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Daniel Saenz

Research Wildlife Biologist
Southern Pine Ecology
506 Hayter Street
Nacogdoches, TX 75965
United States
Current Research
My research focuses primarily on basic amphibian ecology and the impacts of forest management practices on amphibian communities. The long-range goals of my research are:
  • To determine the impacts of various forest management practices (including fragmentation) on amphibians
  • To determine likely consequences of climatic changes on amphibians
  • To develop guidelines for managing southern forest ecosystems to ensure healthy populations of amphibians
  • To develop and evaluate alternative monitoring protocols for amphibians
  • To develop and validate predictive habitat relationship models for amphibians.
  • Texas A&M University, Ph.D., Wildlife and Fisheries Sciences,
  • Stephen F. Austin State University, M.S., Biology,
  • Stephen F. Austin State University, B.S., Biology,
Featured Publications
Other Publications
Research Highlights

Even Small Roads Can Have a Big Impact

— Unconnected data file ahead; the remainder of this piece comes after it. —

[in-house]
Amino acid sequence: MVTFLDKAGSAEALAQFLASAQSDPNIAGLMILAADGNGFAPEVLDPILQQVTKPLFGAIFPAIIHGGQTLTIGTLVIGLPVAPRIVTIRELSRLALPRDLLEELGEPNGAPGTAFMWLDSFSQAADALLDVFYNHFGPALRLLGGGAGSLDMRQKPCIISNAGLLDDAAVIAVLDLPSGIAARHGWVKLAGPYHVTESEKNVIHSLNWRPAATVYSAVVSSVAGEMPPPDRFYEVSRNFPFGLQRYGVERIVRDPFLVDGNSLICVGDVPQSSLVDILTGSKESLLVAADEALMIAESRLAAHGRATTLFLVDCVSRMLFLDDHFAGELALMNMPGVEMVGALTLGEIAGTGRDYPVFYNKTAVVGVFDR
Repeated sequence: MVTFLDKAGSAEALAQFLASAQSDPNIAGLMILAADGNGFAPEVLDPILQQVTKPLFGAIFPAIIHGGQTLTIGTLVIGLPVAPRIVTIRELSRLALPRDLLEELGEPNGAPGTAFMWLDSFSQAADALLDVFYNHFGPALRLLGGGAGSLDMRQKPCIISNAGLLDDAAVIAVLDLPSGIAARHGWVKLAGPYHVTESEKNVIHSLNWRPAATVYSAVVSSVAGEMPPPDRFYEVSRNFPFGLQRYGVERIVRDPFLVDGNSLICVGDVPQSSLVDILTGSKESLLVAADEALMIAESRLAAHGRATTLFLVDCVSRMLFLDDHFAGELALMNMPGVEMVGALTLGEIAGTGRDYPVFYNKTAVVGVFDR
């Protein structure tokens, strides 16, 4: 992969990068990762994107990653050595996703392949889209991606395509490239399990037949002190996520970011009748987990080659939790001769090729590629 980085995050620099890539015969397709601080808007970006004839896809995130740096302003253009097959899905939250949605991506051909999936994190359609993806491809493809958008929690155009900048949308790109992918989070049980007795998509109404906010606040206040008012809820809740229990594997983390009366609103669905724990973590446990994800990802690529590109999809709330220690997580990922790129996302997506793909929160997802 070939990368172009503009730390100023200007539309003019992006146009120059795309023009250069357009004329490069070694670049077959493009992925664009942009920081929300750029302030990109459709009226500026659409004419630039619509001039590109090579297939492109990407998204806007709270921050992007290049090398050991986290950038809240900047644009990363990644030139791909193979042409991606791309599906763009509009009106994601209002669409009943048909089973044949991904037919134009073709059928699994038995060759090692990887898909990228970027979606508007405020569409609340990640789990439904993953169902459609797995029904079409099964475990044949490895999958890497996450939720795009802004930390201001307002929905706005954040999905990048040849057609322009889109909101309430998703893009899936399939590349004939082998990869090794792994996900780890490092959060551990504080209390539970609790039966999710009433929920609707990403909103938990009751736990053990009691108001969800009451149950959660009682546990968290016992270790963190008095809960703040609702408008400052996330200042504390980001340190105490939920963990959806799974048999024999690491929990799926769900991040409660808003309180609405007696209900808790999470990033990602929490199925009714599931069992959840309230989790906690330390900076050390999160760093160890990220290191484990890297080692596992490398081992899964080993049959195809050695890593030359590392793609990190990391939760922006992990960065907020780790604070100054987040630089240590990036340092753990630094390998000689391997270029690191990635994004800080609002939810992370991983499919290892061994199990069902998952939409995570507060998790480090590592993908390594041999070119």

Year: 2016
Roads may be the single biggest driver of amphibian and reptile population declines and habitat loss in Neotropical rainforests.

It’s the City Life for Me! Spring Peepers in Urban Areas have Lower Rates of Fungal Infection

Year: 2015
The spring peeper (Pseudacris crucifer) is a small frog widespread throughout the eastern U.S. and Canada. A Forest Service study reports that spring peepers in urban areas had significantly lower rates of a fungal infection than peepers from forested sites.

Invasive Chinese Tallow Reduces Hatching of Frog Eggs

Year: 2012
Decomposing leaf litter reduces hatching of southern leopard frog eggs by lowering the pH and concentration of dissolved oxygen in the water